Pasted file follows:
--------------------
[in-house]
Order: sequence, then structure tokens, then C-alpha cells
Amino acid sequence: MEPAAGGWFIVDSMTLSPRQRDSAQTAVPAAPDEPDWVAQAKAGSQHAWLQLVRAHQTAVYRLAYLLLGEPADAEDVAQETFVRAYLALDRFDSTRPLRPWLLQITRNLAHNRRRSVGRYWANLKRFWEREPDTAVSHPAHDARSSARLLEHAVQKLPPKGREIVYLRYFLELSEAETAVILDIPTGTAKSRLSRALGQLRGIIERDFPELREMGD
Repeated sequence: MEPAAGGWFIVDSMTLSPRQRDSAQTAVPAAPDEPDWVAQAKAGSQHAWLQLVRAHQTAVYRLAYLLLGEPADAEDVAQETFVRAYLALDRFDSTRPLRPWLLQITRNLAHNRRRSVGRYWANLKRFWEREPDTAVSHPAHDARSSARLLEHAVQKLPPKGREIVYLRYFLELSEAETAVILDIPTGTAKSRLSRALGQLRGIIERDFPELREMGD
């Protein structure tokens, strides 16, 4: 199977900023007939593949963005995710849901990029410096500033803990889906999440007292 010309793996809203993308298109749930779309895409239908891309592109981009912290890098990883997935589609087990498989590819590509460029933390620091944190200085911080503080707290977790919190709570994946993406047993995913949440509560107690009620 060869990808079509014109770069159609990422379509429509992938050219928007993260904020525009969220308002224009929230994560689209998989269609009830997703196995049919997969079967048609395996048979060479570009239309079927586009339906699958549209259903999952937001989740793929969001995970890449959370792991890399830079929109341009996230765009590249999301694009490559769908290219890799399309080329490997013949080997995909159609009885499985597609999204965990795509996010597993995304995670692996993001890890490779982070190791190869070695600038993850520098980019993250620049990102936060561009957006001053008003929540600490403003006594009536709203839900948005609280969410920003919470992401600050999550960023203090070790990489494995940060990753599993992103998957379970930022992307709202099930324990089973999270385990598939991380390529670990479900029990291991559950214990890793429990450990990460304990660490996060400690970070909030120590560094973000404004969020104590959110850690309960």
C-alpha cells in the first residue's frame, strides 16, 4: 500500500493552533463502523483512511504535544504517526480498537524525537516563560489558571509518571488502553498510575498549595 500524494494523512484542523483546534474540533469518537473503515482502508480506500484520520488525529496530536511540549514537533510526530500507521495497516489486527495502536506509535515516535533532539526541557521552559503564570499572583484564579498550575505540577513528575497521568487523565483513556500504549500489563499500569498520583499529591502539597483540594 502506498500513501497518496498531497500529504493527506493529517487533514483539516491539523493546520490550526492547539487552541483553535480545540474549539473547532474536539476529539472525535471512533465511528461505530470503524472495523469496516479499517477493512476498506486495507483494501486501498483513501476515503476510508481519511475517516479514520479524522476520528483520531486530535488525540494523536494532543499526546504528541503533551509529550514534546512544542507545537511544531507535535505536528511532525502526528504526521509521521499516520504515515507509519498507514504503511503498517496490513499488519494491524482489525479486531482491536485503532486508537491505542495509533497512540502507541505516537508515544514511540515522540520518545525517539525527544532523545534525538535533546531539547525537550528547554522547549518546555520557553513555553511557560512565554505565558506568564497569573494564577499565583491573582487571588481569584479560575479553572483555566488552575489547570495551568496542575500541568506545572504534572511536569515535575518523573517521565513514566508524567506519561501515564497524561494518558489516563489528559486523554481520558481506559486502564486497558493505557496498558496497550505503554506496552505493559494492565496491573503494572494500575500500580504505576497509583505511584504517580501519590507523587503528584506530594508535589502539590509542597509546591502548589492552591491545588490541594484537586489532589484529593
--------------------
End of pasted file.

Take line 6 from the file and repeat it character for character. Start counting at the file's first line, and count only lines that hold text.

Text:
C-alpha cells in the first residue's frame, strides 16, 4: 500500500493552533463502523483512511504535544504517526480498537524525537516563560489558571509518571488502553498510575498549595 500524494494523512484542523483546534474540533469518537473503515482502508480506500484520520488525529496530536511540549514537533510526530500507521495497516489486527495502536506509535515516535533532539526541557521552559503564570499572583484564579498550575505540577513528575497521568487523565483513556500504549500489563499500569498520583499529591502539597483540594 502506498500513501497518496498531497500529504493527506493529517487533514483539516491539523493546520490550526492547539487552541483553535480545540474549539473547532474536539476529539472525535471512533465511528461505530470503524472495523469496516479499517477493512476498506486495507483494501486501498483513501476515503476510508481519511475517516479514520479524522476520528483520531486530535488525540494523536494532543499526546504528541503533551509529550514534546512544542507545537511544531507535535505536528511532525502526528504526521509521521499516520504515515507509519498507514504503511503498517496490513499488519494491524482489525479486531482491536485503532486508537491505542495509533497512540502507541505516537508515544514511540515522540520518545525517539525527544532523545534525538535533546531539547525537550528547554522547549518546555520557553513555553511557560512565554505565558506568564497569573494564577499565583491573582487571588481569584479560575479553572483555566488552575489547570495551568496542575500541568506545572504534572511536569515535575518523573517521565513514566508524567506519561501515564497524561494518558489516563489528559486523554481520558481506559486502564486497558493505557496498558496497550505503554506496552505493559494492565496491573503494572494500575500500580504505576497509583505511584504517580501519590507523587503528584506530594508535589502539590509542597509546591502548589492552591491545588490541594484537586489532589484529593